Geometry (noun, “Gee-AH-muh-tree”)
Geometry is the branch of math that deals with the size, shape and position of figures in space. This math dates back thousands of years to Egypt and Mesopotamia. At that time, people used these concepts to survey land, construct buildings and measure storage containers. The word “geometry” comes from the Greek words for “Earth” and “measure.” That’s fitting, since geometry deals with the properties and relationships of shapes around us. Today, architects and engineers use geometry to build houses and bridges. Astronomers use it to calculate the positions of stars. Even artists and video game designers use geometry in their work.
The most basic element in geometry is a unique spot in space called a point. A connected set of points forms a line. Intersecting lines form angles. Three or more joined line segments create shapes called polygons, such as triangles and squares. These and other flat shapes have only two dimensions: length and width. Three-dimensional objects — such as cubes and spheres — have the added dimension of depth.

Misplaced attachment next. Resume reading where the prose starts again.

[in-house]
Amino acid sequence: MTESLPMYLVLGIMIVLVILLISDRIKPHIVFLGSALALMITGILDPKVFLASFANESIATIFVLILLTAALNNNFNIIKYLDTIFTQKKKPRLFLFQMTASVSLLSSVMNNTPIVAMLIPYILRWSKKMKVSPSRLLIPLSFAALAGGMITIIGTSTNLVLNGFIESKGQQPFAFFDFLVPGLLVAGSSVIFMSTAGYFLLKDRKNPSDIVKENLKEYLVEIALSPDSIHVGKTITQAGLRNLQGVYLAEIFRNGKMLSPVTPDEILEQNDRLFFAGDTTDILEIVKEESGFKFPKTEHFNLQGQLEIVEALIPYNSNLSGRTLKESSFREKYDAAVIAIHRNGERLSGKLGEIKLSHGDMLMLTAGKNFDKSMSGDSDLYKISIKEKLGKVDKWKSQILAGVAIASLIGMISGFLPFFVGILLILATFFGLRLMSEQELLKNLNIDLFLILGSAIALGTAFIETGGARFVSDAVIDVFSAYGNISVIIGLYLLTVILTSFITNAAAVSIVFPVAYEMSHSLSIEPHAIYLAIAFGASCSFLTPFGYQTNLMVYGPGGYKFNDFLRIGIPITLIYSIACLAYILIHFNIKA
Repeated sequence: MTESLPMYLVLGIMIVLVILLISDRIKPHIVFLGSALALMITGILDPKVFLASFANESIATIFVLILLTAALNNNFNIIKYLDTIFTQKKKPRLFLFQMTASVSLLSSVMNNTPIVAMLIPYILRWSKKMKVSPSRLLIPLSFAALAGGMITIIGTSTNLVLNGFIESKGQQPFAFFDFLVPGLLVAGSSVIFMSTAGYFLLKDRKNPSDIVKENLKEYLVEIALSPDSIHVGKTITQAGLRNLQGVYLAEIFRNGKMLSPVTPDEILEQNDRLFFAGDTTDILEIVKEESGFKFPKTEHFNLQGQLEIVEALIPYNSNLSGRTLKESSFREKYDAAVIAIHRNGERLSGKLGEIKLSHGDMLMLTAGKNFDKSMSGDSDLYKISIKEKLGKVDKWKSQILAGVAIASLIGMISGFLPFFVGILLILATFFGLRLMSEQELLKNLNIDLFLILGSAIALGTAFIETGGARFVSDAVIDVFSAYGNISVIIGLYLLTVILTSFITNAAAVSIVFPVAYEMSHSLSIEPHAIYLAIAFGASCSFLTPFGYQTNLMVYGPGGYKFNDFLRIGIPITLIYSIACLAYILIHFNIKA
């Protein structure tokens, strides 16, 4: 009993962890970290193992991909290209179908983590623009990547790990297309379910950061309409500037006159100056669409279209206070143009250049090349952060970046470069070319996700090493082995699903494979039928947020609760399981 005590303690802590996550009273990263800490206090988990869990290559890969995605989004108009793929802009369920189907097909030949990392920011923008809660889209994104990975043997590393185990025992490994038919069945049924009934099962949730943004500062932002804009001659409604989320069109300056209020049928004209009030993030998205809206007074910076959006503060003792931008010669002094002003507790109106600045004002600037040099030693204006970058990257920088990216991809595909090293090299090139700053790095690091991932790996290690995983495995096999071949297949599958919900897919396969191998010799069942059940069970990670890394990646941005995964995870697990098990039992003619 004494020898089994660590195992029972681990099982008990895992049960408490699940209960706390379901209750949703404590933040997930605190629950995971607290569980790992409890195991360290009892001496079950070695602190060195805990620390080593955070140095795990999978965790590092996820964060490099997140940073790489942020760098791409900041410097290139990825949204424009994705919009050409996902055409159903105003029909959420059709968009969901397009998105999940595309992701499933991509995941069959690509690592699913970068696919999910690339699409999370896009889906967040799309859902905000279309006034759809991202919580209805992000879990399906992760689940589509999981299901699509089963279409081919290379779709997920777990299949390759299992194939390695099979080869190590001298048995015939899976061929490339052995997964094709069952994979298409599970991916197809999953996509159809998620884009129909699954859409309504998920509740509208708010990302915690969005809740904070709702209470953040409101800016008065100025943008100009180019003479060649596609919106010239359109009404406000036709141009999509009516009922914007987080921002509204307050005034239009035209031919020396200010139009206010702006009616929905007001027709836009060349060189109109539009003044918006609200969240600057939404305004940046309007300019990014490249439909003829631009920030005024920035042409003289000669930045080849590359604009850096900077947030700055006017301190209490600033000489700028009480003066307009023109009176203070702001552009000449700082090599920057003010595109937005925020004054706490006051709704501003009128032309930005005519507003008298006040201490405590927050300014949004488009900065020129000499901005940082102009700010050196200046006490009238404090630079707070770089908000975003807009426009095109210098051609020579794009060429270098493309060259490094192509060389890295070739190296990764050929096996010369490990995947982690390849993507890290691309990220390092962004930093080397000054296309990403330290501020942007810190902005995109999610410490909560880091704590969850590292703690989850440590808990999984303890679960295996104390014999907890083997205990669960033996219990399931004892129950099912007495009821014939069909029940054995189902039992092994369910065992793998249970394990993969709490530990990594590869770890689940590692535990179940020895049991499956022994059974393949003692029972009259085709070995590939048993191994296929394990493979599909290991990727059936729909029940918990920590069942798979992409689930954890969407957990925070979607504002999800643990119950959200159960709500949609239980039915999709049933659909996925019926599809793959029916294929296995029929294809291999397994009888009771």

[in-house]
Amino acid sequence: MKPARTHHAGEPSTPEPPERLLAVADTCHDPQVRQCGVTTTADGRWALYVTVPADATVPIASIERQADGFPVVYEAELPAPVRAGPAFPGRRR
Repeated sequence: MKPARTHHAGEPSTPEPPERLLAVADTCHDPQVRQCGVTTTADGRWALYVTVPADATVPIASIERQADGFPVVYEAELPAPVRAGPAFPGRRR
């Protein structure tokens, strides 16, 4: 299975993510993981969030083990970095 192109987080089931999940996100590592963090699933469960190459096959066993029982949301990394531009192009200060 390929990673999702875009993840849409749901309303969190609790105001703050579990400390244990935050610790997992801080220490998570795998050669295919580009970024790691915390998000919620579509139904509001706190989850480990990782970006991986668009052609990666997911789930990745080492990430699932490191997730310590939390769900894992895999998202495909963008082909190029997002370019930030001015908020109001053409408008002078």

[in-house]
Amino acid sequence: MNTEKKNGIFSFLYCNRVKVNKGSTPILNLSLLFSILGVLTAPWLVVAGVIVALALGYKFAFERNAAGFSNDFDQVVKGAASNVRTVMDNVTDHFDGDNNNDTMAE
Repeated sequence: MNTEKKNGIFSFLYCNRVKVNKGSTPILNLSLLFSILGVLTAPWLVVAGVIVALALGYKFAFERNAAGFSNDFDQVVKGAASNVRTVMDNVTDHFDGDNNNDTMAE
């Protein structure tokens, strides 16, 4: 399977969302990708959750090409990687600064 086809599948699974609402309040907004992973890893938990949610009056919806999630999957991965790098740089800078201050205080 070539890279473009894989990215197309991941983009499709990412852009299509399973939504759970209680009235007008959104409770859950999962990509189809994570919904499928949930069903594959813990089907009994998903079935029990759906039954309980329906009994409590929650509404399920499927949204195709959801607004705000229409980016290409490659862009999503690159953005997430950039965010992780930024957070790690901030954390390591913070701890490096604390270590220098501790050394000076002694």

Geometry allows people to measure, analyze and compare figures in 2-D and 3-D space. One useful tool for reaching conclusions about figures in geometry is a mathematical proof. A proof is a way of showing that some mathematical statement is true. It starts from known truths called axioms or postulates. For instance, all right angles are 90 degrees. And a straight line can be drawn between any two points. These truths are self-evident. They don’t have to be proved. But it’s possible to create a series of logical arguments using those facts to prove a new truth. Theorems are statements that can be proved. Perhaps the most famous is the Pythagorean theorem. This theorem states how to find the length of the longest side of a triangle that contains a right angle.
In a sentence
Some scientists use geometry to help athletes boost their performance.
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